To say we’re behind on medical debt is an understatement on several levels. It wasn’t until 2021 when the Census Bureau finally caught up with data collected on this issue in 2017.
Long known as the primary reason why individuals file for bankruptcy, medical debt has continued to rise in the intervening years, with consumer complaints pacing that increase.
On Wednesday (April 20), the Consumer Financial Protection Bureau (CFPB) issued the complaint bulletin “Medical Billing and Collection Issues Described in Consumer Complaints” detailing the scope and complexity of the problem.
The CFPB said it sent over 750,000 complaints to companies for review and response in 2021. Previous CFPB research found $88 billion in medical debt held by consumers last year.
“The topic of medical debt frequently arose in the context of debt collection and consumer reporting,” the bulletin noted. “Last year, 15% of debt collection complaints were about attempts to collect a medical bill. Additionally, consumers mentioned ‘medical’ in several thousand complaints about credit or consumer reporting.”
Unlike most purchases, the CFPB noted, people often don’t have the time to shop around for care — and often make decisions about it under stressful circumstances. “People do not generally plan in advance” for medical emergencies, the bureau observed.
Medical Debt Pain Points
Attempts to collect debt people didn’t actually owe were the most common consumer complaint. Those rose 31% in 2021, the CFPB said. Other typical disputes were that the debt has already been paid — or that amounts quoted were inaccurate or just wrong.
“Third-party collectors often updated consumers’ credit reports following a dispute of the debt,” the bulletin stated in one concerning section. “This typically would occur without any follow up questions from the third-party debt collector to the consumer.”
The CFPB said, “These observations renew concerns regarding the potentially substantial deficiencies in the quality and quantity of information collectors receive at placement or sale of the debt that may result in collectors contacting the wrong consumers, for the wrong amount, or for debts that the collector is not entitled to collect.”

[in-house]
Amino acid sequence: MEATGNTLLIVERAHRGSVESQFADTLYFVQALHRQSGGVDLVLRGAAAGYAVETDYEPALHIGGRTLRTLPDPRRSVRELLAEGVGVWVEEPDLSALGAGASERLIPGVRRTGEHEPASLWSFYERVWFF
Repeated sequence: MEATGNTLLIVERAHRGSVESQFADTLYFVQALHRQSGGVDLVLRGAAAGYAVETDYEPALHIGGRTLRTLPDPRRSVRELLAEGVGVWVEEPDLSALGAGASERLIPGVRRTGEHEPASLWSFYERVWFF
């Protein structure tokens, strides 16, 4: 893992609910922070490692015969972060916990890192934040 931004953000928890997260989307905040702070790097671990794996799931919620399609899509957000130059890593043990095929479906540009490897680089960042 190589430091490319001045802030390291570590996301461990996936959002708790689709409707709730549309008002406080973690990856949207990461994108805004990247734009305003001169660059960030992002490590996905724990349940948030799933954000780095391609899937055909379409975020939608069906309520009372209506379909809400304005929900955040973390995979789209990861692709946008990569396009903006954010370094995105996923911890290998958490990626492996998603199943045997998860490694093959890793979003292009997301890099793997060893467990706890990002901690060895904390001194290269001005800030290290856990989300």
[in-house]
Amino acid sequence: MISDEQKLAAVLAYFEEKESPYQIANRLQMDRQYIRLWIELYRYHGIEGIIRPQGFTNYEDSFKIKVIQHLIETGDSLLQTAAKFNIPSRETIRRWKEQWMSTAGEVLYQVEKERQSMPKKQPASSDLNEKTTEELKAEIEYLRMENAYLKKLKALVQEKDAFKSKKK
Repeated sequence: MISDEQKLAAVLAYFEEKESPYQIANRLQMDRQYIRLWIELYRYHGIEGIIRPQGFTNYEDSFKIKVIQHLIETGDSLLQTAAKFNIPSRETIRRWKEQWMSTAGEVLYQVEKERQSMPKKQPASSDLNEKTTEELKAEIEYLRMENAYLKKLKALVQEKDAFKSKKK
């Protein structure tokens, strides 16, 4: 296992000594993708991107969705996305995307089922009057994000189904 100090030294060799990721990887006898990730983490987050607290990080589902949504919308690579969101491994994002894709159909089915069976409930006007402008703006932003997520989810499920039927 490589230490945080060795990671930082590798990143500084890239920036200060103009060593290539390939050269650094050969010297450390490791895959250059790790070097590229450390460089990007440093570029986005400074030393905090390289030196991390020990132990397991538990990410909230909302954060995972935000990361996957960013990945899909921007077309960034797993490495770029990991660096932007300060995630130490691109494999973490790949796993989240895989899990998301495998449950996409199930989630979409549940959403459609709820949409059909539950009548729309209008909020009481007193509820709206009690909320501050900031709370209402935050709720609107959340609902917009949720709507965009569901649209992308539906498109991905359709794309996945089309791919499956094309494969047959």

The 27-page report is filled with complaints that are all too familiar to anyone who’s ever gotten a shocking medical bill after a health incident they believed insurance would cover.
Here’s a typical example, taken from the report:
“I was transported via ambulance from [Hospital A] to [Hospital B] by [ambulance transport provider] on July [XX], 2021. They are an out of the network provider. Their services were selected by unknown person(s) at [Hospital A] without my specific knowledge.”
That story ends as many do, with that consumer being harassed by telephone for an outstanding balance from a provider they did not personally engage or approve use of.
COVID-19 complicated matters further as CFPB received numerous complaints about emergency room visits that patients believed were covered by CARES Act funding and other pandemic relief.
Medical Billing Needs Trust Transfusion
Among other common complaints, the CFPB said 32% of closed debt collection disputes “concern the topic of written notification about debt—a greater percentage than any other debt type, including debts that are not recognized by the consumer.”
Bills and notices in complaints are often claimed as containing incorrect information, incomplete information, and in some cases too much personally identifiable information (PII).
Another frequently cited issue is the inability to recognize the provider or procedure in question.
CFPB said, “This can happen when the name of the healthcare provider listed on the notice is different from the name of the professional or professionals who provided treatment—as is often the case when a provider is part of a larger medical group.
Per a press release accompanying the report, “many medical bills reported on credit reports are disputed, inaccurate, or not owed,” supporting earlier CFPB research that found medical bills “are less predictive of future repayment than other bills or credit obligations.”
“Specifically, medical bills do less to help lenders determine the likelihood that a credit applicant will repay a new credit extension, like a personal loan.”